The second part of our outreach plan is to make sure that educators know about the project and begin using the photographs in classes. This will become easier as we acquire additional photos. One barrier to this plan is that users of the DAMS must have an account. However, once educators log into the DAMS, they automatically see the photos that they can use in their classes without having to search. Educators will be reached through virtual campus meetings as well as through wider campus marketing, including social media and OHSU Now news stories. Educators will also be consulted to determine additional image needs.

We expanded the collection despite challenges with uploading photos from phones by using photographs that were already in existence. The Dermatology Department had a collection of photographs that we were given permission to search for appropriate images involving people of color. The resulting 137 photos were downloaded, tagged with MeSH vocabulary, and uploaded into the Educational Use Photo Diversity Repository within the DAMS. These images can only be used for education within OHSU, as specific consent documentation for these photos is absent.

We researched OHSU's policies around photography and consent, which involved consulting with the Communications Department, the Integrity Department, and the Office of Information Privacy and Security. The determination was that patient photos that do not show any protected health information do not require HIPAA authorization. The dermatology photos are also for OHSU educational use only. A note of transparency about the lack of consent attached to the photos was added to each image.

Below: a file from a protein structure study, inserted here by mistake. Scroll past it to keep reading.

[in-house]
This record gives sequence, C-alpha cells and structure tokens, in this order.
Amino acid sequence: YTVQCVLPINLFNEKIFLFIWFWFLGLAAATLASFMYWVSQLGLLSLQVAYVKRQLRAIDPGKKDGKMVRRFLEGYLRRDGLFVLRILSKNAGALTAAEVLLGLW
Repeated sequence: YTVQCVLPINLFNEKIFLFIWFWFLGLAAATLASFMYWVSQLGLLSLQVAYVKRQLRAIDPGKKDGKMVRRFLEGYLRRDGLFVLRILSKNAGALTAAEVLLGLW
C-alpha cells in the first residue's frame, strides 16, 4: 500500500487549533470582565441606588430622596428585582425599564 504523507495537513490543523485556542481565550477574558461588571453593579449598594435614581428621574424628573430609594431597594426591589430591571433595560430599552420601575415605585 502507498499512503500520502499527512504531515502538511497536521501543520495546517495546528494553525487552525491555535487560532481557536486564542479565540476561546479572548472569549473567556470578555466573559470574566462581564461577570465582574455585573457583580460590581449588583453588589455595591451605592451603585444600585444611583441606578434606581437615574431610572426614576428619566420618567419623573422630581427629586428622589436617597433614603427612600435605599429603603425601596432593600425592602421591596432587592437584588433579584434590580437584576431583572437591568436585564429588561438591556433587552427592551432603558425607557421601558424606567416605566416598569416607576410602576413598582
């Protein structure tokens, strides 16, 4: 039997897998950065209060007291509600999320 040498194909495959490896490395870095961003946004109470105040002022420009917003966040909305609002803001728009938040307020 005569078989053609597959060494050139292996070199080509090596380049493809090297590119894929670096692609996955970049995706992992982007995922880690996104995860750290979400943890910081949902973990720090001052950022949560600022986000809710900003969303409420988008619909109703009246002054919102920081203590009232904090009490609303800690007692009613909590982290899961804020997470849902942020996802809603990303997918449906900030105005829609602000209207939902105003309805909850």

DISCUSSION

As of November 2020, about 100 internal educators have access to the OHSU Educational Use Photo Diversity Repository, including users in OHSU's Simulation Centers who specifically look for inclusive photos to use in patient role-plays. Additional educators will be added as they express interest and receive required training on the DAMS. Usage data are not available at this point. Training educators on accessing the repository provides an opportunity to talk about library resources, including guides recommending additional resources on health disparities and inclusion within academic medicine.

We appreciate our role in engaging educators in partnerships to continue focusing on cultural issues in health care as an essential part of education [1]. Libraries and organizations across the country have committed to a deep evaluation of the role of systemic racism within their practices. This includes STEM-focused institutions that are actively working to counteract racism [23]. Whiteness must be decentered for the library profession to move forward [24]. A core component of that evaluative process is identifying actions to take that can create positive change. The OHSU Educational Use Photo Diversity Repository is one such action. We have received support from OHSU's Center for Diversity and Inclusion as partners in this work, and we will continue to connect with them as this project evolves and is operationalized.